Keyword: deuterium

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  • Not all the Earth’s Water Came From Comets

    11/10/2018 10:32:24 AM PST · by LibWhacker · 47 replies
    Universe Today ^ | 11/9/18 | Evan Gough
    Posted on November 9, 2018November 9, 2018 by Evan Gough Not all the Earth’s Water Came From Comets We have comets and asteroids to thank for Earth’s water, according to the most widely-held theory among scientists. But it’s not that cut-and-dried. It’s still a bit of a mystery, and a new study suggests that not all of Earth’s water was delivered to our planet that way.Hydrogen is the most abundant element in the universe, and it’s at the center of the question surrounding Earth’s water. This new study was co-led by Peter Buseck, Regents’ Professor in the School of...
  • Near term Commercial Fusion Power Possible -

    09/25/2015 6:28:38 PM PDT · by ckilmer · 59 replies
    nextbigfuture.com ^ | 9/25/2015 | brian wang
    Near term Commercial Fusion Power Possible - Laser induced fusion of ultra-dense deuterium with double net energy gain has been produced and gain of 20 times is within reach energy, fusion, laser, materials, nuclear, physics, science Facebook Twitter linkedin google Reddit Researchers at the University of Gothenburg and the University of Iceland are researching a new type of nuclear fusion process. This produces almost no neutrons but instead fast, heavy electrons (muons), since it is based on nuclear reactions in ultra-dense heavy hydrogen (deuterium). The new fusion process can take place in relatively small laser-fired fusion reactors fuelled by heavy...
  • Boeing patent reveals radical 'laser fusion' fission engine design

    07/12/2015 5:15:54 PM PDT · by ckilmer · 55 replies
    dailymail.co.uk ^ | 16:20 EST, 10 July 2015 | By Ellie Zolfagharifard For Dailymail.com
    Future aircraft could be powered by lasers and nuclear explosions if Boeing has its way. The aerospace firm claims a new-type of engine could produce energy-efficient thrust by firing lasers at radioactive material, such as deuterium and tritium. The technology could mean that planes and spaceships will require only a fraction of the power to operate, according to a recent patent filed by the company.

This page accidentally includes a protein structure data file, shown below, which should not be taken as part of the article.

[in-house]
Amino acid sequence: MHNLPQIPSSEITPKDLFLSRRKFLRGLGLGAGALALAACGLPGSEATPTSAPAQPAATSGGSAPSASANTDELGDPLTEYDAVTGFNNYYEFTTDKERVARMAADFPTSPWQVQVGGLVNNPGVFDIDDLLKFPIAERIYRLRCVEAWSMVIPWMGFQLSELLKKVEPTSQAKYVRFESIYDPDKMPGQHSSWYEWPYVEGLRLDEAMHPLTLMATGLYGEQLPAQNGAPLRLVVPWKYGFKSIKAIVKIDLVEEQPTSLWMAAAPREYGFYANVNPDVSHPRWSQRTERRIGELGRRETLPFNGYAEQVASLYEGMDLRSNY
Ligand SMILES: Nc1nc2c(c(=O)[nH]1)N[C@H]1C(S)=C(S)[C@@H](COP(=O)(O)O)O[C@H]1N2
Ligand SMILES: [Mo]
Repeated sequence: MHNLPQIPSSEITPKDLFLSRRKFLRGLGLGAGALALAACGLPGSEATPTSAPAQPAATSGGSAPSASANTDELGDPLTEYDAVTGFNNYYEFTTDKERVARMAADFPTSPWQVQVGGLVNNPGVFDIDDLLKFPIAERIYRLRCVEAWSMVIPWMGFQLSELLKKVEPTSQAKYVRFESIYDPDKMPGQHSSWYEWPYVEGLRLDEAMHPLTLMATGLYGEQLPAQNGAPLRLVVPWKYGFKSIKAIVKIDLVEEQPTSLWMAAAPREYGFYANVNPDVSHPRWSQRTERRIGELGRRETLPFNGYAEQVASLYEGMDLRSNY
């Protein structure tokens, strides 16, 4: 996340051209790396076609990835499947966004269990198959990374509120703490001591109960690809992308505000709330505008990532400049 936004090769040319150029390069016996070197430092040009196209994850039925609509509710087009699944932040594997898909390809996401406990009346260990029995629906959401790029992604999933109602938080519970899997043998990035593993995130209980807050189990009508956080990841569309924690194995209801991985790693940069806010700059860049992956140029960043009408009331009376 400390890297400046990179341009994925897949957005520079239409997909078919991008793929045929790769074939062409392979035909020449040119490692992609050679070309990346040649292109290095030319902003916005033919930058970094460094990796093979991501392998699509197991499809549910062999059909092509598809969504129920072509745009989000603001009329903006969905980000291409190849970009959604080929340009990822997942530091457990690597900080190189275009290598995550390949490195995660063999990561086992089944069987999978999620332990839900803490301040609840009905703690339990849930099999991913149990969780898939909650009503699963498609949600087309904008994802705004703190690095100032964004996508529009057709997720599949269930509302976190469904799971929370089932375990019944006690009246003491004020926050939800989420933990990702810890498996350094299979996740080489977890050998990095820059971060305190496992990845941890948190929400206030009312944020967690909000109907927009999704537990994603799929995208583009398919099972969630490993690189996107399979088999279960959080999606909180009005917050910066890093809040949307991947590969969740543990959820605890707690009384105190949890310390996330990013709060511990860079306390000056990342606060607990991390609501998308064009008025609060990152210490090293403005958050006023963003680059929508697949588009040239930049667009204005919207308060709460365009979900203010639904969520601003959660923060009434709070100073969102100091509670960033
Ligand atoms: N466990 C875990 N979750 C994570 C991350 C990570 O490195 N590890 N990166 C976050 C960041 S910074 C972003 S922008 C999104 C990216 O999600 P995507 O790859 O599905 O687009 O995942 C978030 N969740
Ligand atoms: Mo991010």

• Rosetta Instrument Reignites Debate on Earth's Oceans

    12/11/2014 2:15:28 AM PST · by iowamark · 27 replies
    NASA ^ | 12/10/14
    The question about the origin of oceans on Earth is one of the most important questions with respect to the formation of our planet and the origin of life. The most popular theory is that water was brought by impacts of comets and asteroids. Data from the Rosetta Orbiter Spectrometer for Ion and Neutral Analysis (ROSINA) instrument aboard the European Space Agency’s Rosetta spacecraft indicate that terrestrial water did not come from comets like 67P/Churyumov-Gerasimenko. The findings were published today in the journal Science. Researchers agree that water must have been delivered to Earth by small bodies at a later...
  • Deuterium microbomb rocket propulsion

    01/24/2009 11:50:41 AM PST · by LibWhacker · 10 replies · 382+ views
    arXiv.org ^ | 12/02/08 | Friedwardt Winterberg
    Abstract: Large scale manned space flight within the solar system is still confronted with the solution of two problems: 1. A propulsion system to transport large payloads with short transit times between different planetary orbits. 2. A cost effective lifting of large payloads into earth orbit. For the solution of the first problem a deuterium fusion bomb propulsion system is proposed where a thermonuclear detonation wave is ignited in a small cylindrical assembly of deuterium with a gigavolt-multimegampere proton beam, drawn from the magnetically insulated spacecraft acting in the ultrahigh vacuum of space as a gigavolt capacitor. For the solution...